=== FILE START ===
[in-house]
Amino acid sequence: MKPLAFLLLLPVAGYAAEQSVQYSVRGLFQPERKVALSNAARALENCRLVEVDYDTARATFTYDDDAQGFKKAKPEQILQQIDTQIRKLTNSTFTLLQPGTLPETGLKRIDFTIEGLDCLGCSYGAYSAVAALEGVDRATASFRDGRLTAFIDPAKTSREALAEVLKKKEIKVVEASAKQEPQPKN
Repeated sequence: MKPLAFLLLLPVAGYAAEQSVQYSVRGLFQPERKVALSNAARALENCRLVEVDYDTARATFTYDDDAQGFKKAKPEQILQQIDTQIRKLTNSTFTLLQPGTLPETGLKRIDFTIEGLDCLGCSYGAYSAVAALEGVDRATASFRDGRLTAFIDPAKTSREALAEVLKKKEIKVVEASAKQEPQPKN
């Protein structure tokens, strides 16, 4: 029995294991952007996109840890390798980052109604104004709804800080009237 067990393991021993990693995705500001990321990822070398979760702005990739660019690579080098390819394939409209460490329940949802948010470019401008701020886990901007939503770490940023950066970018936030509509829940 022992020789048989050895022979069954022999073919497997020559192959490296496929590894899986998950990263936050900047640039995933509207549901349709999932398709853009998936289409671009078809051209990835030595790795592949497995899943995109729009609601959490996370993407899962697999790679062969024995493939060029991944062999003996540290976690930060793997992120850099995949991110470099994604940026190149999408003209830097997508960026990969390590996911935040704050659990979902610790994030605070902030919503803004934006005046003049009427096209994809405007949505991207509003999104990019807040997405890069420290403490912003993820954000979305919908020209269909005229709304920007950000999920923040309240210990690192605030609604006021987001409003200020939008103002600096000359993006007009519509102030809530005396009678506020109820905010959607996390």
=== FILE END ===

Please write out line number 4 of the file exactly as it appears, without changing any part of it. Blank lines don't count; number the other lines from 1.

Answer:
């Protein structure tokens, strides 16, 4: 029995294991952007996109840890390798980052109604104004709804800080009237 067990393991021993990693995705500001990321990822070398979760702005990739660019690579080098390819394939409209460490329940949802948010470019401008701020886990901007939503770490940023950066970018936030509509829940 022992020789048989050895022979069954022999073919497997020559192959490296496929590894899986998950990263936050900047640039995933509207549901349709999932398709853009998936289409671009078809051209990835030595790795592949497995899943995109729009609601959490996370993407899962697999790679062969024995493939060029991944062999003996540290976690930060793997992120850099995949991110470099994604940026190149999408003209830097997508960026990969390590996911935040704050659990979902610790994030605070902030919503803004934006005046003049009427096209994809405007949505991207509003999104990019807040997405890069420290403490912003993820954000979305919908020209269909005229709304920007950000999920923040309240210990690192605030609604006021987001409003200020939008103002600096000359993006007009519509102030809530005396009678506020109820905010959607996390």